However, the unexpected success of the RV 144 vaccine trial had turned this schema upside down, as the efficacy seen (which, though short-lived, was real) was due to ordinary non-broadly neutralising antibodies.
Four years later, this trial’s result – which was so unexpected that one of the manufacturers had gone bankrupt and no more vaccine could be made, thus delaying development – is still not fully understood, but may depend on the antibody response ‘waking up’ other parts of the immune system in a process called antibody-dependent cellular cytotoxicity.
A version of the RV 144 vaccine tailored for South Africa rather than Thailand has now been developed and will be taken forward in a series of trials to see if it works and to understand how – though Mitchell Warren of AVAC added, in a pre-conference workshop, that there were also plans to carry it forward in gay men in Thailand.
Broadly neutralising antibodies
The second research direction was to investigate ways of persuading the body to produce the previously mentioned broadly neutralising antibodies (bnAbs). These are unusual antibodies that develop slowly, over a period of years, in about 20% of people with HIV. They are very unlike the antibodies that are quickly developed in response to an infection, having long ‘prongs’ that reach through the sugar-coated fuzz that HIV coats itself in and block essential, highly conserved (unchanging) parts of the viral surface from interacting with cells.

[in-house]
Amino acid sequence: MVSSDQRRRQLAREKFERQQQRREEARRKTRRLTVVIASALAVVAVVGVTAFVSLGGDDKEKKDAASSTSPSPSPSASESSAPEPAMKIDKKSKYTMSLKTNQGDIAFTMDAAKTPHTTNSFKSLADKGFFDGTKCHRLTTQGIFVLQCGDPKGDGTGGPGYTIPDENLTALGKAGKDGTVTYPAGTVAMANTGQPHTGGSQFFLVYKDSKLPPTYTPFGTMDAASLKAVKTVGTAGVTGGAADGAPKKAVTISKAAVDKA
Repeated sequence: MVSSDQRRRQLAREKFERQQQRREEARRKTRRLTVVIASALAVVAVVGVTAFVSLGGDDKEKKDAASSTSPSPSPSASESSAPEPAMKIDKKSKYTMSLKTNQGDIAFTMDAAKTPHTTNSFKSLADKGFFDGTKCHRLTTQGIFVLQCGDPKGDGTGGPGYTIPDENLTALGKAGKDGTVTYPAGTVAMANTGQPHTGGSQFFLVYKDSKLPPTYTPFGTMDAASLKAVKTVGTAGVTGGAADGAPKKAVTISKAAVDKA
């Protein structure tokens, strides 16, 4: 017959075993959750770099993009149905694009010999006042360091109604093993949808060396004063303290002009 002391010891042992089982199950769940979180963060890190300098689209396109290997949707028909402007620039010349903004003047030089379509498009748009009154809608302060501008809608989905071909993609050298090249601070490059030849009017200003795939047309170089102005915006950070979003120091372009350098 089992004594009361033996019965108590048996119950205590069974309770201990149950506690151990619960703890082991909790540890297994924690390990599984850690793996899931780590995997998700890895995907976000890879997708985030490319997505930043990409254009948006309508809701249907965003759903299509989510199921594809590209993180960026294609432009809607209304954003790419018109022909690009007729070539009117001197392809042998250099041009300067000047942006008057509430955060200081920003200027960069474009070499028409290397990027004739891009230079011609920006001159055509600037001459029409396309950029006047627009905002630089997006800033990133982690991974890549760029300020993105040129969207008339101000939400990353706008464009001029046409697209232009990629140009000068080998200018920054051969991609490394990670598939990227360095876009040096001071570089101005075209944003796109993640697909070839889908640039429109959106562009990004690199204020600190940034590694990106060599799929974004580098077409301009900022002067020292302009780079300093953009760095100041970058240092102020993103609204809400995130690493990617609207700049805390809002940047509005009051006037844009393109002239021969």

If we can find ‘superantigens’ – selections of specially immune-stimulating parts of HIV – that force the body to develop bnAbs more quickly, we would have a very powerful vaccine. We may be able to reverse-engineer these superantigens from broadly neutralising antibodies or force them to evolve in the test tube, in a process called affinity maturation. An alternative, as Penelope Moore of the South African Institute for Communicable Diseases acknowledged, might be to give the vaccine to children well before the age of sexual debut so they have time to develop the bnAbs.
The paradoxical properties of CD8 vaccines
The third direction is to continue developing vaccines that develop the second branch of the acquired immune system – the CD8-cell or cytotoxic T-lymphocyte (CTL) response. Research into CTL-stimulating vaccine sagged after the failure of the STEP trial, especially since later research showed that the CTL response it stimulated actually enhanced HIV infection, either because it caused uninfected cells to change into a more vulnerable type or, according to UK vaccine developer Andrew McMichael, because unhelpful immune responses out-competed helpful ones.